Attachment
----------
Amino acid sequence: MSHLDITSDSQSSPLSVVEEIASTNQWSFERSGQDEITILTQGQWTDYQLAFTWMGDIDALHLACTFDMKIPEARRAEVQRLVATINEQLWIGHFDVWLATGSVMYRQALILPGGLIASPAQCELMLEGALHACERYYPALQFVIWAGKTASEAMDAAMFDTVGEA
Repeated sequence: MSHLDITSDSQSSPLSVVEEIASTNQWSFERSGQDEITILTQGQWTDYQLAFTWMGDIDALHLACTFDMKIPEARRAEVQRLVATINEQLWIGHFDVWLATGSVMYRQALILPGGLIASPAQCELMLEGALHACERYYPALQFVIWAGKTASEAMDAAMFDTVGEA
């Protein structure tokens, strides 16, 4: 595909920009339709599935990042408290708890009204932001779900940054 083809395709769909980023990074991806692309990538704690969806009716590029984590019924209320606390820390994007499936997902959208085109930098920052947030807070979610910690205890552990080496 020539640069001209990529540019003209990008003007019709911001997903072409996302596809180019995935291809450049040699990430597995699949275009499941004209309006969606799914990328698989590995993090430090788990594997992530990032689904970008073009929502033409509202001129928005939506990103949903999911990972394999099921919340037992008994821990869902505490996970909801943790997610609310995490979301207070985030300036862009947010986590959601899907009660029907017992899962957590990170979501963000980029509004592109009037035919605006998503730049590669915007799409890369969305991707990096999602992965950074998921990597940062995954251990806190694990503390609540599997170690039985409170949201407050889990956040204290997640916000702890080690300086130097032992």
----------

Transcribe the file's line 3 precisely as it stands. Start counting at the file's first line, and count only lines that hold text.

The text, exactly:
């Protein structure tokens, strides 16, 4: 595909920009339709599935990042408290708890009204932001779900940054 083809395709769909980023990074991806692309990538704690969806009716590029984590019924209320606390820390994007499936997902959208085109930098920052947030807070979610910690205890552990080496 020539640069001209990529540019003209990008003007019709911001997903072409996302596809180019995935291809450049040699990430597995699949275009499941004209309006969606799914990328698989590995993090430090788990594997992530990032689904970008073009929502033409509202001129928005939506990103949903999911990972394999099921919340037992008994821990869902505490996970909801943790997610609310995490979301207070985030300036862009947010986590959601899907009660029907017992899962957590990170979501963000980029509004592109009037035919605006998503730049590669915007799409890369969305991707990096999602992965950074998921990597940062995954251990806190694990503390609540599997170690039985409170949201407050889990956040204290997640916000702890080690300086130097032992």